Pursuant to the aforementioned provisions of the policy, Defendant submitted a claim for loss of business income and extra expense in the amount of $94,000.00. Defendant's claim was based, in part, on a slow down of its business operations for a period of approximately eighteen weeks following the flood.

Plaintiff maintains that the business income and extra expense provisions of the policy do not provide reimbursement for a slow down in business activity. Rather, it contends that "necessary suspension" as used in the policy refers to a total cessation of business activity. Accordingly, Plaintiff argues that Defendant is only entitled to reimbursement for the loss of business income sustained during the thirteen day period between the flood and the relocation of Defendant's business headquarters, and the extra expense associated with the relocation. Plaintiff has calculated this amount to be $14,723.87.

Although not delineated as such, Defendant seems to make three principal arguments in opposition to Plaintiff's motion for summary judgment: (1) that the business interruption in February-March, 1996, cost Defendant the opportunity to procure valuable contracts which resulted in a loss of business income for the remainder of the calender year; (2) that Defendant had intended to return to its original business premises until August, 1996; and (3) that the policy provides coverage so long as there was a necessary suspension of business activity at its original business premises.[1]

 
*1065 Discussion

Courts have repeatedly recognized that summary judgment is a harsh remedy that should be granted only when the moving party has established its right to judgment with such clarity as not to give rise to controversy. New England Mutual Life Insurance Co. v. Null, 554 F.2d 896, 901 (8th Cir. 1977). Summary judgment motions, however, "can be a tool of great utility in removing factually insubstantial cases from crowded dockets, freeing courts' trial time for those that really do raise genuine issues of material fact." Mt. Pleasant v. Associated Electric Cooperative Inc., 838 F.2d 268, 273 (8th Cir.1988).

Pursuant to Fed.R.Civ.P. 56(c), a district court may grant a motion for summary judgment if all of the information before the court demonstrates that "there is no genuine issue as to material fact and the moving party is entitled to judgment as a matter of law." Poller v. Columbia Broadcasting System, Inc., 368 U.S. 464, 467, 82 S. Ct. 486, 7 L. Ed. 2d 458 (1962). The burden is on the moving party. Mt. Pleasant, 838 F.2d at 273. After the moving party discharges this burden, the nonmoving party must do more than show that there is some doubt as to the facts. Matsushita Electric Industrial Co. v. Zenith Radio Corp., 475 U.S. 574, 586, 106 S. Ct. 1348, 89 L. Ed. 2d 538 (1986). Instead, the nonmoving party bears the burden of setting forth specific facts showing that there is sufficient evidence to allow a jury to return a verdict in its favor. Anderson v. Liberty Lobby, Inc., 477 U.S. 242, 249, 106 S. Ct. 2505, 91 L. Ed. 2d 202 (1986); Celotex Corp. v. Catrett, 477 U.S. 317, 324, 106 S. Ct. 2548, 91 L. Ed. 2d 265 (1986).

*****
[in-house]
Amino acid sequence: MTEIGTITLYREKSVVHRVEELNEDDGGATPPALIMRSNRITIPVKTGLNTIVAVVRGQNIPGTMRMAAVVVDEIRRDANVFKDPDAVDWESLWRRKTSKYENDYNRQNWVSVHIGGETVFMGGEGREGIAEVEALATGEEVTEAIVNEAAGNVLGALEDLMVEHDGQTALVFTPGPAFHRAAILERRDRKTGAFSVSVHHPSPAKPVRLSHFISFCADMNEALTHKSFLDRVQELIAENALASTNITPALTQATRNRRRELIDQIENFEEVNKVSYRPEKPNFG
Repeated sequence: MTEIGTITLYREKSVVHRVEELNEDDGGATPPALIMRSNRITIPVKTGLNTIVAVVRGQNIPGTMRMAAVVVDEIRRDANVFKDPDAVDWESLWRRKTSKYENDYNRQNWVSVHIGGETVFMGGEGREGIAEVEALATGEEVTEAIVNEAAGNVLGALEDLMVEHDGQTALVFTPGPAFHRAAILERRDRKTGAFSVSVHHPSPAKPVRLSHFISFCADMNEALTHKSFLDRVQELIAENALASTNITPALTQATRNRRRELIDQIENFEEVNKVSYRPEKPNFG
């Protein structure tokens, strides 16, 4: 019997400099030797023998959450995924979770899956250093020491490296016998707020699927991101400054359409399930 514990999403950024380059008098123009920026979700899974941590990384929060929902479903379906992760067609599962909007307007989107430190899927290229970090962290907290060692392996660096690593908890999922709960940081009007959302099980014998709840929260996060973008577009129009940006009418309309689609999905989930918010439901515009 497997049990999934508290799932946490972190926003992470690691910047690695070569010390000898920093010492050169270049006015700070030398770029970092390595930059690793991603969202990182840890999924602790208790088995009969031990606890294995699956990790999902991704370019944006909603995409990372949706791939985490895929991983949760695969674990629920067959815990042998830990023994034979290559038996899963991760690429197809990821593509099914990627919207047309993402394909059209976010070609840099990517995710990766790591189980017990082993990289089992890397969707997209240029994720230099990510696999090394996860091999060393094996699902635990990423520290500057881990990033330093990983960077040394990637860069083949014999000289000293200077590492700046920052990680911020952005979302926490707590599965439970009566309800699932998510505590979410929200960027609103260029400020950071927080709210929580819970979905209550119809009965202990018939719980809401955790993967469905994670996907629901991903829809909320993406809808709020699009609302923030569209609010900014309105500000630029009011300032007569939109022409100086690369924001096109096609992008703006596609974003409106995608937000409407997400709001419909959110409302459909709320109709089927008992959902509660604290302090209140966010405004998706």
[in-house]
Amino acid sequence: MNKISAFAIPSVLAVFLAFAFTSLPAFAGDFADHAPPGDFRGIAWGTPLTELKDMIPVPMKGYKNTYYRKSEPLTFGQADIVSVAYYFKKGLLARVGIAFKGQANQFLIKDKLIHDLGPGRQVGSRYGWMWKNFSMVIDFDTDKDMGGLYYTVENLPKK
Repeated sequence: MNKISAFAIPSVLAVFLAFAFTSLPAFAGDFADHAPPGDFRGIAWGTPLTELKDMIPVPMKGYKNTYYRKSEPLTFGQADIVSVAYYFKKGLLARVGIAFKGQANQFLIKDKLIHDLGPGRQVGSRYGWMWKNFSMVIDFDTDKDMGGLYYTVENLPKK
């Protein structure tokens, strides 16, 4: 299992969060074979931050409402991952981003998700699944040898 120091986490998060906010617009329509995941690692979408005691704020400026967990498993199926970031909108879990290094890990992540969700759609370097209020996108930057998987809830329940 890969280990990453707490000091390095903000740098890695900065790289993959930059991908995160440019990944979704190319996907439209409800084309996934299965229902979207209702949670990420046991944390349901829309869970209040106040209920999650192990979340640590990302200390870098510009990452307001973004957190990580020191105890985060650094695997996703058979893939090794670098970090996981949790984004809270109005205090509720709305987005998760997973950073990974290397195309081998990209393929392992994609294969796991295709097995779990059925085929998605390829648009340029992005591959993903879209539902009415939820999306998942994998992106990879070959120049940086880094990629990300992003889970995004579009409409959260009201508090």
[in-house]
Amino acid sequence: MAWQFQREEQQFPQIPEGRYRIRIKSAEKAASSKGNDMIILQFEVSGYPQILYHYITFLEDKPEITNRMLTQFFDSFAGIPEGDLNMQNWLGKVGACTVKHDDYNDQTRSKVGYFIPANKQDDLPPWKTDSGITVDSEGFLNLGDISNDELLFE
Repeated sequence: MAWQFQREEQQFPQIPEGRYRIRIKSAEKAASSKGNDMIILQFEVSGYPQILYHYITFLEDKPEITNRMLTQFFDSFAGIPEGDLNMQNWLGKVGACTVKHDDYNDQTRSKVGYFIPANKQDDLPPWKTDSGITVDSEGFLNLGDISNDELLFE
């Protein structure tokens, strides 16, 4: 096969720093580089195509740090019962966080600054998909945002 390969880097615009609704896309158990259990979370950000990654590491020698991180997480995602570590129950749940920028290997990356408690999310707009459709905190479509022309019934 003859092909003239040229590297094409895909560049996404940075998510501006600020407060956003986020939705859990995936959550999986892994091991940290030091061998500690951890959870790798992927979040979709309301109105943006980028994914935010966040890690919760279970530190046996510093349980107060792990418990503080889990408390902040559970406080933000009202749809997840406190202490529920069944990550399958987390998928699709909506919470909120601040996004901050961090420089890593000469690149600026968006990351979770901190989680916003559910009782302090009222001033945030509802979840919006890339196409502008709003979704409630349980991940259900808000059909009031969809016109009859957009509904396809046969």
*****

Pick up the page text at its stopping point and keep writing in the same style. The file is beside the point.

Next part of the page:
In passing on a motion for summary judgment, the court must review the facts in a light most favorable to the party opposing the motion and give that party the benefit of any inferences that logically can be drawn from those facts. Buller v. Buechler, 706 F.2d 844, 846 (8th Cir.1983). The court is required to resolve all conflicts of evidence in favor of the nonmoving party. Robert Johnson Grain Co. v. Chemical Interchange Co., 541 F.2d 207, 210 (8th Cir.1976).

As a preliminary matter, the Court agrees with Plaintiff that "necessary suspension" as used in the business loss and extra expense provisions of the policy refers only to a total cessation of business activity. Under Missouri law, words in insurance contracts are given their ordinary meaning. Arbeitman v. Monumental Life Ins. Co., 878 S.W.2d 915, 916 (Mo.Ct.App.1994). Although ambiguities are to be construed in favor of coverage and against the insurer, an unambiguous policy will be enforced as written. Peters v. Employers Mutual Casualty Co., 853 S.W.2d 300, 302 (Mo.banc 1993). The court must view the language in light of the meaning that would ordinarily be understood by the lay person who bought and paid for the policy. Robin v. Blue Cross Hospital Service, Inc., 637 S.W.2d 695, 698 (Mo.banc 1982).